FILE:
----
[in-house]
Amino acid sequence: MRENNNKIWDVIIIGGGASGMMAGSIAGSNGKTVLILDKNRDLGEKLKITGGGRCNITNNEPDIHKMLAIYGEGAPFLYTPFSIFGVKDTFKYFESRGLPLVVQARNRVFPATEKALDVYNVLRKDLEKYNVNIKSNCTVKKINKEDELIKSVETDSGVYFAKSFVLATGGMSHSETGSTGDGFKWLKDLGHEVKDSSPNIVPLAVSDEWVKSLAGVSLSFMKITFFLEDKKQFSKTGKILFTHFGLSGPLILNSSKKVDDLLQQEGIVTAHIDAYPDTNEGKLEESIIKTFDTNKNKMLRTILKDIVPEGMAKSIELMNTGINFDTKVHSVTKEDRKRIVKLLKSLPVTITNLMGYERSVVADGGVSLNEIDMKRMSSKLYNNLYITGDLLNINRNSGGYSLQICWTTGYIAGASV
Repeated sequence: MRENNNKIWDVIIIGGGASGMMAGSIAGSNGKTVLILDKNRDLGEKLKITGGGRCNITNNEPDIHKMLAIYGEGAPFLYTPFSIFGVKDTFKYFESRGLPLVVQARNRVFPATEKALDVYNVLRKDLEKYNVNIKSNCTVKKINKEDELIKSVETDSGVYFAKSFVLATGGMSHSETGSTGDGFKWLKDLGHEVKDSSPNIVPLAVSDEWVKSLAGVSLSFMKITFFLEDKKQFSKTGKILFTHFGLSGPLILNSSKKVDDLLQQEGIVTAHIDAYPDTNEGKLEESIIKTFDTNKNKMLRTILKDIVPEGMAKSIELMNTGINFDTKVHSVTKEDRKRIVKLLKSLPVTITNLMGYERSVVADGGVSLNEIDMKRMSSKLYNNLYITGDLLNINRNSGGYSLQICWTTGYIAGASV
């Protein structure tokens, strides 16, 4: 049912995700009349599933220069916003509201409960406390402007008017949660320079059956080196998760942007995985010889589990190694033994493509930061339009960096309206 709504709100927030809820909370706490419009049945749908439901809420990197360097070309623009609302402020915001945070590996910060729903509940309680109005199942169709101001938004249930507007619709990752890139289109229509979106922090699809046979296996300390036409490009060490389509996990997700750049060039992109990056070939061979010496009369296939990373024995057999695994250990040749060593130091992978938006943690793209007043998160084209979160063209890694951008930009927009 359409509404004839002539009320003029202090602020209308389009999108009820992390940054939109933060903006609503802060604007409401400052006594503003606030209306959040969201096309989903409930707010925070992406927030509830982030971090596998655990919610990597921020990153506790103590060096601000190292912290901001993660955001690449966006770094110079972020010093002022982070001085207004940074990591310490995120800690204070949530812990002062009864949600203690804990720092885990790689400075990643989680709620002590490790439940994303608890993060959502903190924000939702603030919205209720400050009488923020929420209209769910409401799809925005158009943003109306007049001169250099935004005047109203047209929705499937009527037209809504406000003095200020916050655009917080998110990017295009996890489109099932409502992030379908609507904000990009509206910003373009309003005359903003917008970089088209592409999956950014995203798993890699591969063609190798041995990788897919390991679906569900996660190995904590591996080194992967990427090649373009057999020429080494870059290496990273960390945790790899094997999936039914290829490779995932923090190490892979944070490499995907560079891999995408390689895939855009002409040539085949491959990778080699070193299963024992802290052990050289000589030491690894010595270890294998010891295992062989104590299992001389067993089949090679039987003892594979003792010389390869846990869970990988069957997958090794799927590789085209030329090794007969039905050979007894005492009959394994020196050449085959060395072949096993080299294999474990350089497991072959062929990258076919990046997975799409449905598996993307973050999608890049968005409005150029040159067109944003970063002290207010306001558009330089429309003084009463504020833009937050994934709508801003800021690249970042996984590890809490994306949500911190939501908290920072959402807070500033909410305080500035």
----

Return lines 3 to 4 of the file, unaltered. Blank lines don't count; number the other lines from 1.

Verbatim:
Repeated sequence: MRENNNKIWDVIIIGGGASGMMAGSIAGSNGKTVLILDKNRDLGEKLKITGGGRCNITNNEPDIHKMLAIYGEGAPFLYTPFSIFGVKDTFKYFESRGLPLVVQARNRVFPATEKALDVYNVLRKDLEKYNVNIKSNCTVKKINKEDELIKSVETDSGVYFAKSFVLATGGMSHSETGSTGDGFKWLKDLGHEVKDSSPNIVPLAVSDEWVKSLAGVSLSFMKITFFLEDKKQFSKTGKILFTHFGLSGPLILNSSKKVDDLLQQEGIVTAHIDAYPDTNEGKLEESIIKTFDTNKNKMLRTILKDIVPEGMAKSIELMNTGINFDTKVHSVTKEDRKRIVKLLKSLPVTITNLMGYERSVVADGGVSLNEIDMKRMSSKLYNNLYITGDLLNINRNSGGYSLQICWTTGYIAGASV
């Protein structure tokens, strides 16, 4: 049912995700009349599933220069916003509201409960406390402007008017949660320079059956080196998760942007995985010889589990190694033994493509930061339009960096309206 709504709100927030809820909370706490419009049945749908439901809420990197360097070309623009609302402020915001945070590996910060729903509940309680109005199942169709101001938004249930507007619709990752890139289109229509979106922090699809046979296996300390036409490009060490389509996990997700750049060039992109990056070939061979010496009369296939990373024995057999695994250990040749060593130091992978938006943690793209007043998160084209979160063209890694951008930009927009 359409509404004839002539009320003029202090602020209308389009999108009820992390940054939109933060903006609503802060604007409401400052006594503003606030209306959040969201096309989903409930707010925070992406927030509830982030971090596998655990919610990597921020990153506790103590060096601000190292912290901001993660955001690449966006770094110079972020010093002022982070001085207004940074990591310490995120800690204070949530812990002062009864949600203690804990720092885990790689400075990643989680709620002590490790439940994303608890993060959502903190924000939702603030919205209720400050009488923020929420209209769910409401799809925005158009943003109306007049001169250099935004005047109203047209929705499937009527037209809504406000003095200020916050655009917080998110990017295009996890489109099932409502992030379908609507904000990009509206910003373009309003005359903003917008970089088209592409999956950014995203798993890699591969063609190798041995990788897919390991679906569900996660190995904590591996080194992967990427090649373009057999020429080494870059290496990273960390945790790899094997999936039914290829490779995932923090190490892979944070490499995907560079891999995408390689895939855009002409040539085949491959990778080699070193299963024992802290052990050289000589030491690894010595270890294998010891295992062989104590299992001389067993089949090679039987003892594979003792010389390869846990869970990988069957997958090794799927590789085209030329090794007969039905050979007894005492009959394994020196050449085959060395072949096993080299294999474990350089497991072959062929990258076919990046997975799409449905598996993307973050999608890049968005409005150029040159067109944003970063002290207010306001558009330089429309003084009463504020833009937050994934709508801003800021690249970042996984590890809490994306949500911190939501908290920072959402807070500033909410305080500035």